DAYTON, Ohio – Hand-crafted nativity scenes ranging from “The Accident,” a playful depiction of Mary changing Jesus’ diaper, to “The Devil Never Far,” a jarring commentary on Satan’s view of Jesus’ birth, have attracted 3,500 visitors to Dayton’s Marian Library this December.
Curated from a collection of 3,700 nativity sets – also known as crèches – from more than 100 countries, the annual “At the Manger” exhibit has been providing free, public access since 1995 to some of the world’s most creative renderings of the birth of Christ.
“They’re such a wonderful kind of entryway into the story of the Incarnation,” explained Sarah Burke Cahalan, Director of the Marian Library at the University of Dayton. “There’s often a sense of humor to them and an accessibility there that makes them a powerful tool for welcoming people within the Christian tradition.”
That undercurrent of humor is certainly on display in exhibits like “Hipster Nativity,” a scene featuring Magi on Segways, a drone, and the Holy Family posing for a selfie. A nearby nativity, “Like Wife, Like Husband,” is one of the rare crèches in which Joseph swaddles Jesus as Mary looks on supportively, rather than vice versa.
Those who aren’t quite ready to extend the Incarnation to hipsters and selfies often prefer the more solemn scenes of exhibits like “Kokeshi Dolls,” a peaceful Japanese wooden rendering, or “Washington National Cathedral Nativity,” a creche featuring an exquisite backdrop that took volunteer Harry Mushenheim more than 100 hours to construct.
Daily visitors to the exhibit are as diverse as the crèches themselves, running the full gamut from Catholic grade school class trips to senior living facility excursions. Many families in the region have incorporated an annual trip to the exhibit into their Christmas traditions.
In her interview with Crux, Cahalan highlighted the positive reception of the crèches among an unexpected group: college students. “The exhibit goes up around finals time, when a lot of them are stressed out and missing home, ready for Christmas,” she said.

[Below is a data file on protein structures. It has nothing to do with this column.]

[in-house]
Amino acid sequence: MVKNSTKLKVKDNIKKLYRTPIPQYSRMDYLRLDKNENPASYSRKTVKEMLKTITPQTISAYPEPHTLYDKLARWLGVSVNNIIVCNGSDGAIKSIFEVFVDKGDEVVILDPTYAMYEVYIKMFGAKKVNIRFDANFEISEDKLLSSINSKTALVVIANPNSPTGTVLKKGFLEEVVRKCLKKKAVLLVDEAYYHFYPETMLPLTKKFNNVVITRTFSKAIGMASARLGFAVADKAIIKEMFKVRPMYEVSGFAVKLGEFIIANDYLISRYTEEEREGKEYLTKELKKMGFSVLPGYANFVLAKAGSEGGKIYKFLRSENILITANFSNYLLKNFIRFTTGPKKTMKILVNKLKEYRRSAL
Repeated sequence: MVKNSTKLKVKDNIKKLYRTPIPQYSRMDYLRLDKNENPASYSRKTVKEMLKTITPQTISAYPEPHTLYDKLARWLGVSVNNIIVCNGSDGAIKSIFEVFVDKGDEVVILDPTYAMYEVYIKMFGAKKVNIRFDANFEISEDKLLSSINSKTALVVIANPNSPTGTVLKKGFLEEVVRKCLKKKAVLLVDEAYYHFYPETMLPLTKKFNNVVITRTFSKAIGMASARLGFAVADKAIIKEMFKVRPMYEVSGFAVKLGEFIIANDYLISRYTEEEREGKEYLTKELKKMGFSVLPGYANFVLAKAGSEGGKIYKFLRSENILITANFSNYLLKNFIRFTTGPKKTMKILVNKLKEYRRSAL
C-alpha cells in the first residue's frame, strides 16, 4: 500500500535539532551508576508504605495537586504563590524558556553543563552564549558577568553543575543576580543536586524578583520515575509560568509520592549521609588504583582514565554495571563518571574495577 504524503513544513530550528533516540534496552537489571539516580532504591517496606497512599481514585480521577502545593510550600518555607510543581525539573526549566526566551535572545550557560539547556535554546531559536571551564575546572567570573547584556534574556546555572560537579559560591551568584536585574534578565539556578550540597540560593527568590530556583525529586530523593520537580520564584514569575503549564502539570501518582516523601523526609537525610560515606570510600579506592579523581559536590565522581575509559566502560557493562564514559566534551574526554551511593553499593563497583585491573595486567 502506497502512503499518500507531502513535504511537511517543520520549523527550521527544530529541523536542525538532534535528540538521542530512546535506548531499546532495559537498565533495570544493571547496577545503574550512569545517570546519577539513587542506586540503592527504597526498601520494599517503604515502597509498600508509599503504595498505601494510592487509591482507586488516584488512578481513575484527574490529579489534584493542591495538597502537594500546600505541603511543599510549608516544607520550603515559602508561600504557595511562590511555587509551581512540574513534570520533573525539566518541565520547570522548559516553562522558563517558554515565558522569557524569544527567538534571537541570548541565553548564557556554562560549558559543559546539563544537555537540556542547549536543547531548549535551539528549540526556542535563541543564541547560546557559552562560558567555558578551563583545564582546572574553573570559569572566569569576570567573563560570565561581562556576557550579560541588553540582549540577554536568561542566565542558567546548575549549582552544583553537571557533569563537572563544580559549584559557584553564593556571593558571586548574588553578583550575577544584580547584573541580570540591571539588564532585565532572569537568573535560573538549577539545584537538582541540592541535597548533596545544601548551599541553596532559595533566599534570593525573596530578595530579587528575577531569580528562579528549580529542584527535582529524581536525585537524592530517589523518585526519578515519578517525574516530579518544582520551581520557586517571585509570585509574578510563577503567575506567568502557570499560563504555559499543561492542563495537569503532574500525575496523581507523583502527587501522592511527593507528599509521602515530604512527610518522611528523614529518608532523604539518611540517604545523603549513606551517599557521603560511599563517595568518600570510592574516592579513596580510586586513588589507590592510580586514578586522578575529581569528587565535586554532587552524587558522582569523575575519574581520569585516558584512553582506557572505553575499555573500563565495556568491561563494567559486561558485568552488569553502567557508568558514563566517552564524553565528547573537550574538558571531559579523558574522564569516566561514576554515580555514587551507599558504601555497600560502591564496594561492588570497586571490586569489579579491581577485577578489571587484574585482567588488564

“Visiting the crèches is sort of a way of easing their minds, reminding them that the whole chaos and stress of finals and papers is temporary and that they’re going home soon,” Cahalan continued. “We’ve seen quite a bit of that where students come in and you see the stress fall away a bit.”
Not all of these college students are Christians. Cahalan has noticed that many of Dayton’s non-Christian international students have found their way to the crèche exhibit over the years. For these students, Cahalan believes, the crèches seem to “make understanding their Christian neighbor a little bit easier.”
Creches in the Francis Era
Cahalan is not the only person to spotlight the role of crèches this Advent. On December 1, Pope Francis released an Apostolic Letter, Admirabile Signum, dedicated to the meaning and significance of nativity displays for Christians stretching back to the days of his namesake, St. Francis of Assisi.
The pope’s letter outlines the history of the crèche tradition beginning with a St. Francis-inspired live nativity, reflects on each of the key elements of the nativity scene, and connects the creche to the process of passing on the faith with joy.
Although his letter does not explicitly weigh in on “hipster nativities,” Francis does give a nod to what he calls the “fanciful additions” that make their way into nativity scenes around the world, writing that they “show that in the new world inaugurated by Jesus there is room for whatever is truly human and for all God’s creatures.”
Francis’s interest in the crèche tradition comes as little surprise to Cahalan, who sees it as consistent with his well-documented devotion to Mary and his openness to other types of popular devotion.
“He’s not a snobby pope,” she said with a laugh. “This is clearly a tradition that’s of the people, something that’s for the home, so I think it connects up with his general philosophy.”
“It also absolutely connects with his theology of solidarity with the marginalized,” added Cahalan. “For me, it makes sense that Pope Francis would have a respect for this tradition because it reminds people on an annual basis that Christ came in at the very margins of society.”
“A Labor of Love”
The Marian Library’s 2019 “At the Manger” exhibit was only possible because of more than 6,000 hours of volunteer work. The year’s theme, “A Labor of Love,” is a tribute to the work that those volunteers have put into the exhibit throughout its 25-year run.
These volunteers have come in many forms. For example, retiree Mary Jo Riegel gives group tours and helps out in a variety of capacities during the months leading up to the exhibit’s opening each year.
Riegel is also a founding member of the Friends of the Crèche organization, a group that connects nativity collectors around the country and supports the “At the Manger” initiative. Riegel’s personal nativity collection includes more than 300 crèches.
Harry Mushenheim, a retired math professor at the University of Dayton, has created more than 50 settings – background components such as stands, buildings, and landscapes – for nativity scenes during his years of voluntary involvement with the exhibit. The 2019 exhibit features a full room of Mushenheim settings.
Volunteers also make it possible for the Marian Library to keep track of its expansive collection as it loans nativities out each year. More than 300 crèches go out to various offices on the university’s campus, showing up in places like the RecPlex, the student athletic center.
The library also lends pieces from the collection to area parishes, national organizations, including the Knights of Columbus, and other universities, such as the University of Notre Dame.
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